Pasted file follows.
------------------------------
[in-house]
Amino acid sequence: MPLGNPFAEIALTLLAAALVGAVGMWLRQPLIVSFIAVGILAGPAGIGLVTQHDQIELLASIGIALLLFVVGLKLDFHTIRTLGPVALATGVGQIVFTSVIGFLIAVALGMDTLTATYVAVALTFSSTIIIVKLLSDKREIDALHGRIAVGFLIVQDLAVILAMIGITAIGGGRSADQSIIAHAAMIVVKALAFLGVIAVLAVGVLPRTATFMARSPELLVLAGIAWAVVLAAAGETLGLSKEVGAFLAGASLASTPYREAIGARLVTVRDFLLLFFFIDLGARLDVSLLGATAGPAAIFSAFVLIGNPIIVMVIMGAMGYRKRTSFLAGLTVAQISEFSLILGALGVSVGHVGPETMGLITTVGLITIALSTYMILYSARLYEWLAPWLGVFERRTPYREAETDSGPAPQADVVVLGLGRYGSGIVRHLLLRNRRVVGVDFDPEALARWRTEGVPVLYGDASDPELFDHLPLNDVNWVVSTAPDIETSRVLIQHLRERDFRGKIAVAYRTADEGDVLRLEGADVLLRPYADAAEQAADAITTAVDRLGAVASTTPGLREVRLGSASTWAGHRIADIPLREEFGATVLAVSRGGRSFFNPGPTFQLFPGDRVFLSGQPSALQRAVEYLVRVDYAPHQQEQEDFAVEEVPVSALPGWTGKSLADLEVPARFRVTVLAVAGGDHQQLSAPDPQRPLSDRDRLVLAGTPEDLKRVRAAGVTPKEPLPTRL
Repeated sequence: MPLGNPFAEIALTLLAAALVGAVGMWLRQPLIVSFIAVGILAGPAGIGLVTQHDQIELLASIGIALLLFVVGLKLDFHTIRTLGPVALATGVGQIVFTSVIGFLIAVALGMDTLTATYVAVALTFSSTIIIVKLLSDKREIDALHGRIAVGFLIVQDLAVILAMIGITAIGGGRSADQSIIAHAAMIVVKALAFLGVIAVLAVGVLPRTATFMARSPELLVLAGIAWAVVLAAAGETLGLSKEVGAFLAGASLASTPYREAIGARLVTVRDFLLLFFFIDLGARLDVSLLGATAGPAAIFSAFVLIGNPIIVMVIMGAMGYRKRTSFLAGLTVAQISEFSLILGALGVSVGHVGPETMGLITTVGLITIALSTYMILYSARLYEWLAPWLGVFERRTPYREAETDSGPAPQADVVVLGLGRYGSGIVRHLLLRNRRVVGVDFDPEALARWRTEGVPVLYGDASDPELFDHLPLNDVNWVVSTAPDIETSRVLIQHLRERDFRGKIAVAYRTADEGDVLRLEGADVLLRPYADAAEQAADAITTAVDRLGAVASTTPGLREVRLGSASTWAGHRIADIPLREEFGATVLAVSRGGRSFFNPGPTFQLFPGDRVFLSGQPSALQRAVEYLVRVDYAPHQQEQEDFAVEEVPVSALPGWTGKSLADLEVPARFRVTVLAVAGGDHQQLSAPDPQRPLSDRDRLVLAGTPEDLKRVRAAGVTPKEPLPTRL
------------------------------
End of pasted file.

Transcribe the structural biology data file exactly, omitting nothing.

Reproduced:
[in-house]
Amino acid sequence: MPLGNPFAEIALTLLAAALVGAVGMWLRQPLIVSFIAVGILAGPAGIGLVTQHDQIELLASIGIALLLFVVGLKLDFHTIRTLGPVALATGVGQIVFTSVIGFLIAVALGMDTLTATYVAVALTFSSTIIIVKLLSDKREIDALHGRIAVGFLIVQDLAVILAMIGITAIGGGRSADQSIIAHAAMIVVKALAFLGVIAVLAVGVLPRTATFMARSPELLVLAGIAWAVVLAAAGETLGLSKEVGAFLAGASLASTPYREAIGARLVTVRDFLLLFFFIDLGARLDVSLLGATAGPAAIFSAFVLIGNPIIVMVIMGAMGYRKRTSFLAGLTVAQISEFSLILGALGVSVGHVGPETMGLITTVGLITIALSTYMILYSARLYEWLAPWLGVFERRTPYREAETDSGPAPQADVVVLGLGRYGSGIVRHLLLRNRRVVGVDFDPEALARWRTEGVPVLYGDASDPELFDHLPLNDVNWVVSTAPDIETSRVLIQHLRERDFRGKIAVAYRTADEGDVLRLEGADVLLRPYADAAEQAADAITTAVDRLGAVASTTPGLREVRLGSASTWAGHRIADIPLREEFGATVLAVSRGGRSFFNPGPTFQLFPGDRVFLSGQPSALQRAVEYLVRVDYAPHQQEQEDFAVEEVPVSALPGWTGKSLADLEVPARFRVTVLAVAGGDHQQLSAPDPQRPLSDRDRLVLAGTPEDLKRVRAAGVTPKEPLPTRL
Repeated sequence: MPLGNPFAEIALTLLAAALVGAVGMWLRQPLIVSFIAVGILAGPAGIGLVTQHDQIELLASIGIALLLFVVGLKLDFHTIRTLGPVALATGVGQIVFTSVIGFLIAVALGMDTLTATYVAVALTFSSTIIIVKLLSDKREIDALHGRIAVGFLIVQDLAVILAMIGITAIGGGRSADQSIIAHAAMIVVKALAFLGVIAVLAVGVLPRTATFMARSPELLVLAGIAWAVVLAAAGETLGLSKEVGAFLAGASLASTPYREAIGARLVTVRDFLLLFFFIDLGARLDVSLLGATAGPAAIFSAFVLIGNPIIVMVIMGAMGYRKRTSFLAGLTVAQISEFSLILGALGVSVGHVGPETMGLITTVGLITIALSTYMILYSARLYEWLAPWLGVFERRTPYREAETDSGPAPQADVVVLGLGRYGSGIVRHLLLRNRRVVGVDFDPEALARWRTEGVPVLYGDASDPELFDHLPLNDVNWVVSTAPDIETSRVLIQHLRERDFRGKIAVAYRTADEGDVLRLEGADVLLRPYADAAEQAADAITTAVDRLGAVASTTPGLREVRLGSASTWAGHRIADIPLREEFGATVLAVSRGGRSFFNPGPTFQLFPGDRVFLSGQPSALQRAVEYLVRVDYAPHQQEQEDFAVEEVPVSALPGWTGKSLADLEVPARFRVTVLAVAGGDHQQLSAPDPQRPLSDRDRLVLAGTPEDLKRVRAAGVTPKEPLPTRL